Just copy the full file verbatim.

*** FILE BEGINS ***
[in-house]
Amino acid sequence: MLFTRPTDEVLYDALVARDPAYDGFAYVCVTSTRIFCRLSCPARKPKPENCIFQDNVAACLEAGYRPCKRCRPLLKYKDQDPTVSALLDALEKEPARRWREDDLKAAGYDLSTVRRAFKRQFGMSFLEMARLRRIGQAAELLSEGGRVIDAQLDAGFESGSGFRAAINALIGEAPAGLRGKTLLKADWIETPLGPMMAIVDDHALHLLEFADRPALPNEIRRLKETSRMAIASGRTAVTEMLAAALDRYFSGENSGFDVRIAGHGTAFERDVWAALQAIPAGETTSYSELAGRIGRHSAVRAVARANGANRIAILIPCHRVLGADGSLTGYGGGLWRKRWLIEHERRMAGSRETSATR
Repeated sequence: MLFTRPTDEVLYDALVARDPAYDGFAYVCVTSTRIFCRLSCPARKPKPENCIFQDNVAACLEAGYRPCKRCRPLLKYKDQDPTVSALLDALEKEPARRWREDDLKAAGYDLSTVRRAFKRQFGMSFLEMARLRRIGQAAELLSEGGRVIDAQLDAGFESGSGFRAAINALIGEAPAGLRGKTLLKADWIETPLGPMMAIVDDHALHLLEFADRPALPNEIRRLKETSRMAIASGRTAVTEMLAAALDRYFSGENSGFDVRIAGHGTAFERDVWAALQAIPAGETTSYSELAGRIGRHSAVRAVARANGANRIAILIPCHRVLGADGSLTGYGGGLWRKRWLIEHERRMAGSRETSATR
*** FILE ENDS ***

[in-house]
Amino acid sequence: MLFTRPTDEVLYDALVARDPAYDGFAYVCVTSTRIFCRLSCPARKPKPENCIFQDNVAACLEAGYRPCKRCRPLLKYKDQDPTVSALLDALEKEPARRWREDDLKAAGYDLSTVRRAFKRQFGMSFLEMARLRRIGQAAELLSEGGRVIDAQLDAGFESGSGFRAAINALIGEAPAGLRGKTLLKADWIETPLGPMMAIVDDHALHLLEFADRPALPNEIRRLKETSRMAIASGRTAVTEMLAAALDRYFSGENSGFDVRIAGHGTAFERDVWAALQAIPAGETTSYSELAGRIGRHSAVRAVARANGANRIAILIPCHRVLGADGSLTGYGGGLWRKRWLIEHERRMAGSRETSATR
Repeated sequence: MLFTRPTDEVLYDALVARDPAYDGFAYVCVTSTRIFCRLSCPARKPKPENCIFQDNVAACLEAGYRPCKRCRPLLKYKDQDPTVSALLDALEKEPARRWREDDLKAAGYDLSTVRRAFKRQFGMSFLEMARLRRIGQAAELLSEGGRVIDAQLDAGFESGSGFRAAINALIGEAPAGLRGKTLLKADWIETPLGPMMAIVDDHALHLLEFADRPALPNEIRRLKETSRMAIASGRTAVTEMLAAALDRYFSGENSGFDVRIAGHGTAFERDVWAALQAIPAGETTSYSELAGRIGRHSAVRAVARANGANRIAILIPCHRVLGADGSLTGYGGGLWRKRWLIEHERRMAGSRETSATR